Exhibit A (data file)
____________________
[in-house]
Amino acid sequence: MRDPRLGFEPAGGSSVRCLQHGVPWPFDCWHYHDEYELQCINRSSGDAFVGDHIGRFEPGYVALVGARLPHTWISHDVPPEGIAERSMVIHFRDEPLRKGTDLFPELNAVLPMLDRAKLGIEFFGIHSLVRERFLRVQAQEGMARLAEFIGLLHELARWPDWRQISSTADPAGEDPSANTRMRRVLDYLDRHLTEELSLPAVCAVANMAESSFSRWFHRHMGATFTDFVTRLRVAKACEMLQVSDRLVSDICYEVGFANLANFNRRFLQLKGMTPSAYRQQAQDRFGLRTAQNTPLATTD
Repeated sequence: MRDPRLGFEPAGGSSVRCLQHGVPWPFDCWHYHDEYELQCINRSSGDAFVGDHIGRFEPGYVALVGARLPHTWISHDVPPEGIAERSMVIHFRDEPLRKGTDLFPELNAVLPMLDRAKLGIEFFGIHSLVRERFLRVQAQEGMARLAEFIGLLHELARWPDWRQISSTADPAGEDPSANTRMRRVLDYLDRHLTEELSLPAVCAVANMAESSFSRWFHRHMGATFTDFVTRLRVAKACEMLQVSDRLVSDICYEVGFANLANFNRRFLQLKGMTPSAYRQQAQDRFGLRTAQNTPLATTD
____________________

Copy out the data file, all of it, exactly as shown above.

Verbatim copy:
[in-house]
Amino acid sequence: MRDPRLGFEPAGGSSVRCLQHGVPWPFDCWHYHDEYELQCINRSSGDAFVGDHIGRFEPGYVALVGARLPHTWISHDVPPEGIAERSMVIHFRDEPLRKGTDLFPELNAVLPMLDRAKLGIEFFGIHSLVRERFLRVQAQEGMARLAEFIGLLHELARWPDWRQISSTADPAGEDPSANTRMRRVLDYLDRHLTEELSLPAVCAVANMAESSFSRWFHRHMGATFTDFVTRLRVAKACEMLQVSDRLVSDICYEVGFANLANFNRRFLQLKGMTPSAYRQQAQDRFGLRTAQNTPLATTD
Repeated sequence: MRDPRLGFEPAGGSSVRCLQHGVPWPFDCWHYHDEYELQCINRSSGDAFVGDHIGRFEPGYVALVGARLPHTWISHDVPPEGIAERSMVIHFRDEPLRKGTDLFPELNAVLPMLDRAKLGIEFFGIHSLVRERFLRVQAQEGMARLAEFIGLLHELARWPDWRQISSTADPAGEDPSANTRMRRVLDYLDRHLTEELSLPAVCAVANMAESSFSRWFHRHMGATFTDFVTRLRVAKACEMLQVSDRLVSDICYEVGFANLANFNRRFLQLKGMTPSAYRQQAQDRFGLRTAQNTPLATTD